BACK in 1972, Glam Rock was making its presence felt and the first stirrings of Osmondmania were in evidence, but the top selling UK artist in the world of that year was a young man dressed in boots with a cloth-cap and pudding-basin haircut.
Gilbert O’Sullivan cut a strange figure sitting at a piano singing his personal, autobiographical songs.
“I’ve no idea why those particular songs seem to be more successful,” he tells me from his home in Jersey, where he has lived for two decades.
“They’re just songs; I don’t analyse everything I do – that’s up to the audiences.
“But, I do take my writing very seriously. I reflect the way people talk, and even though I’m Irish, I’m a very English songwriter in the way I observe things.”
His latest album, Gilbertville, was released last year and was hailed as one of his finest, leading to a re-appraisal of his work, and as part of a reissue campaign, A Singer and his Songs – The Very Best of Gilbert O’Sullivan was released on March 5.
And he is also touring with an 11-piece band, which includes a string quartet, throughout March and April.
Gilbert first appeared on the charts at the end of 1970 with the Top Ten hit Nothing Rhymed, this after having been a songwriter for CBS Records for a number of years during which he wrote songs for The Tremeloes. His next Top Ten hit came a year later (after a couple of medium hits) with No Matter How I Try.
Alone Again (Naturally) was a US chart-topper and he topped the British charts with Clair and Get Down. 1973 also saw him gain two Ivor Novello Awards for Best Song (Get Down) and Best Songwriter. But it was his unique image that made us sit up and listen to his songs.
“The image was my idea,” he explains. “In all honesty, the inspiration behind it was The Beatles. When they came on the scene, they looked different.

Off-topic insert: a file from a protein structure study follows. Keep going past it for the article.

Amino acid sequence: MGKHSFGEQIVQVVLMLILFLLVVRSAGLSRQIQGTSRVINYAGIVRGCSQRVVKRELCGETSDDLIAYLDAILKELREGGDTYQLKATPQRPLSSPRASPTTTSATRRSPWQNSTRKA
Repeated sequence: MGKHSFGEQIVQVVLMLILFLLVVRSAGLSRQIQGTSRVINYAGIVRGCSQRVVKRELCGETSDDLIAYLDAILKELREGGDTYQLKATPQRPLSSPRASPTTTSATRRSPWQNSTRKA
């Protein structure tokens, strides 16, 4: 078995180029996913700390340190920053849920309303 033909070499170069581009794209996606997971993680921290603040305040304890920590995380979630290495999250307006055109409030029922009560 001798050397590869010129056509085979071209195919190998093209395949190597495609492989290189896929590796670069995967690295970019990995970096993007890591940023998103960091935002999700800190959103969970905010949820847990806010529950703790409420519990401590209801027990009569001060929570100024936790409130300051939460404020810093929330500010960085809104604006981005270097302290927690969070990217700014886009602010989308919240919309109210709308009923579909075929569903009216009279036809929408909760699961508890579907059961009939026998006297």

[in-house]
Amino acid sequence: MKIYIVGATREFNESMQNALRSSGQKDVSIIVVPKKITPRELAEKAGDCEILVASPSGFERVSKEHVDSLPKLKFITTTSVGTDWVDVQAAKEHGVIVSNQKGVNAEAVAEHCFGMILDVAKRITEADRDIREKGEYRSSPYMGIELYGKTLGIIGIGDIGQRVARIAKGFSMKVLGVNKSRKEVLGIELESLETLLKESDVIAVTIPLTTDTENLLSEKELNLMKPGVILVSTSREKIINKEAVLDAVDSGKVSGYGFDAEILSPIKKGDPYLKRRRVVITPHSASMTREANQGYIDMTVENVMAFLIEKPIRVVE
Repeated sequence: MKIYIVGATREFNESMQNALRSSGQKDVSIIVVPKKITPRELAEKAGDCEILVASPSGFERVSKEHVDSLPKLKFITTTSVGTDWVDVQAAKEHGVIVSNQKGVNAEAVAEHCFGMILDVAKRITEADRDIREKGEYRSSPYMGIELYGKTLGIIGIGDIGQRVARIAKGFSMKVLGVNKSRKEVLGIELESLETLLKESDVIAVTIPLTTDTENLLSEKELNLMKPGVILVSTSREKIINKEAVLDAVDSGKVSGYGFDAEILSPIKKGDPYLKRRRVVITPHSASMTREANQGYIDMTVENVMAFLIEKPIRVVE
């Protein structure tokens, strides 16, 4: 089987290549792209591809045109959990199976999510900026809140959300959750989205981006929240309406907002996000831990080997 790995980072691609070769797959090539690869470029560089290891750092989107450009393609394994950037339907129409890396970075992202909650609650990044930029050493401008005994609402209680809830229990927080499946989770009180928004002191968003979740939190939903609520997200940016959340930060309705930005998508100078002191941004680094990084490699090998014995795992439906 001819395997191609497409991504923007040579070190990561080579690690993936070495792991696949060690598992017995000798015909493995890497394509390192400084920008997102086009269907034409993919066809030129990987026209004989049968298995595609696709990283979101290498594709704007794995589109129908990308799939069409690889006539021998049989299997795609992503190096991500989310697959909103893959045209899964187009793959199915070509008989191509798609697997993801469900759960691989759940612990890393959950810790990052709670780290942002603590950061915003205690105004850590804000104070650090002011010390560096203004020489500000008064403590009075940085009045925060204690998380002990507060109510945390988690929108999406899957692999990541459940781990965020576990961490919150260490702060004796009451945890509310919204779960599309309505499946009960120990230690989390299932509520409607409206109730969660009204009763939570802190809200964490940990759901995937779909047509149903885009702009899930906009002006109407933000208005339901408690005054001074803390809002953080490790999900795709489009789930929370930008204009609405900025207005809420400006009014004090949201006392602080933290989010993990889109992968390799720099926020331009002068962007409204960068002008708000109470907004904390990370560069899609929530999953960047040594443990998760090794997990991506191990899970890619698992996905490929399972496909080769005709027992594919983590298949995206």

“In those days, to be a singer, you had to look good and that meant long hair, but I rallied against that. I had it all planned, the haircut, the clothes, everything.”
He was signed by Gordon Mills at the MAM Agency.
Gilbert continues: “Nobody liked the image, but Gordon knew that success would come through the songs, but if he had said that he didn’t want the image I would have walked.”
Summing up, he states simply: “The contract between the looks and the music worked. I was never really interested in looks, but I am proud of what I achieved.”
A couple of years went by and Gilbert did indeed eventually change his image and became a reluctant heart-throb.
For the tour, he says that the new album will not over-shadow the concert.
“Even though I’m still promoting Gilbertville, and will be up until July, the show – which will last about two and a half hours – will be an all-round mix of my career.”
He continues: “We’ll play 35 or 36 songs which will contain all the well-known songs, some album tracks and new stuff.
“We also usually play Can’t Think Straight, which I recorded with Peggy Lee. It’s the only duet I have ever done, and we show the video as a back-drop.”
This is in fact, the second part of the UK tour, which began last year, and Gilbert is really looking forward to playing live again.
“I’m playing in a few places that we haven’t done before and what’s really enjoyable about it is seeing and meeting the people who are interested in my music,” he adds.
l Gilbert O’Sullivan will be appearing at Buxton Opera House on Wednesday March 28, at 7.30pm. Tickets, priced £25.50 and £27.50, are available on 0845 127 2190 or at www.buxtonoperahouse.org.uk.